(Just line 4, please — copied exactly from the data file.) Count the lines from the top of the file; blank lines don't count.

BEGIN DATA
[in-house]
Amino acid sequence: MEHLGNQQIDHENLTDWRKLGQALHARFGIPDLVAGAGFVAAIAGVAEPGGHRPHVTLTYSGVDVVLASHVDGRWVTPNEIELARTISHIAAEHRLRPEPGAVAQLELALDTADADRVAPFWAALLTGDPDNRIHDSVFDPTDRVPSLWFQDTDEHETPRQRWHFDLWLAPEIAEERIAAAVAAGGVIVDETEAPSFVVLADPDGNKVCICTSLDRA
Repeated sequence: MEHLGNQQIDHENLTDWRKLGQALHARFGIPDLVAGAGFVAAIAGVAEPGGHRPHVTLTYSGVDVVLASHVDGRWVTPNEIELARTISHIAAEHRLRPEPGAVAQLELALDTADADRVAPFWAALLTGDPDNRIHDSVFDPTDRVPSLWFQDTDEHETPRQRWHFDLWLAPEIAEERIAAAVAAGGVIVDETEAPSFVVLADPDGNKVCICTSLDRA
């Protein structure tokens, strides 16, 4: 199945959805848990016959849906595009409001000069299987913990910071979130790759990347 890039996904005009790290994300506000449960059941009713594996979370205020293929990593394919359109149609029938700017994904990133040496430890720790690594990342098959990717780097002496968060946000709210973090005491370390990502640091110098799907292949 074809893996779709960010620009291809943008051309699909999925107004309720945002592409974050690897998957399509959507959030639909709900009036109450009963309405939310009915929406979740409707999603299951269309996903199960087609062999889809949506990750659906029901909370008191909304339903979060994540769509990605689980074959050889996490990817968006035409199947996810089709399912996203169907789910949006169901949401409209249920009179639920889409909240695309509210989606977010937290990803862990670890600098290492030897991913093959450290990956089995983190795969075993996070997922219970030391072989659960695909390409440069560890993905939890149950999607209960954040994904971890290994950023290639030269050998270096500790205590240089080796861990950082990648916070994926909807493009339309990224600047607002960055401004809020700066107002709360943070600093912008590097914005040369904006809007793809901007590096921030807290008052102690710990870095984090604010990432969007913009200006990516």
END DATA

């Protein structure tokens, strides 16, 4: 199945959805848990016959849906595009409001000069299987913990910071979130790759990347 890039996904005009790290994300506000449960059941009713594996979370205020293929990593394919359109149609029938700017994904990133040496430890720790690594990342098959990717780097002496968060946000709210973090005491370390990502640091110098799907292949 074809893996779709960010620009291809943008051309699909999925107004309720945002592409974050690897998957399509959507959030639909709900009036109450009963309405939310009915929406979740409707999603299951269309996903199960087609062999889809949506990750659906029901909370008191909304339903979060994540769509990605689980074959050889996490990817968006035409199947996810089709399912996203169907789910949006169901949401409209249920009179639920889409909240695309509210989606977010937290990803862990670890600098290492030897991913093959450290990956089995983190795969075993996070997922219970030391072989659960695909390409440069560890993905939890149950999607209960954040994904971890290994950023290639030269050998270096500790205590240089080796861990950082990648916070994926909807493009339309990224600047607002960055401004809020700066107002709360943070600093912008590097914005040369904006809007793809901007590096921030807290008052102690710990870095984090604010990432969007913009200006990516």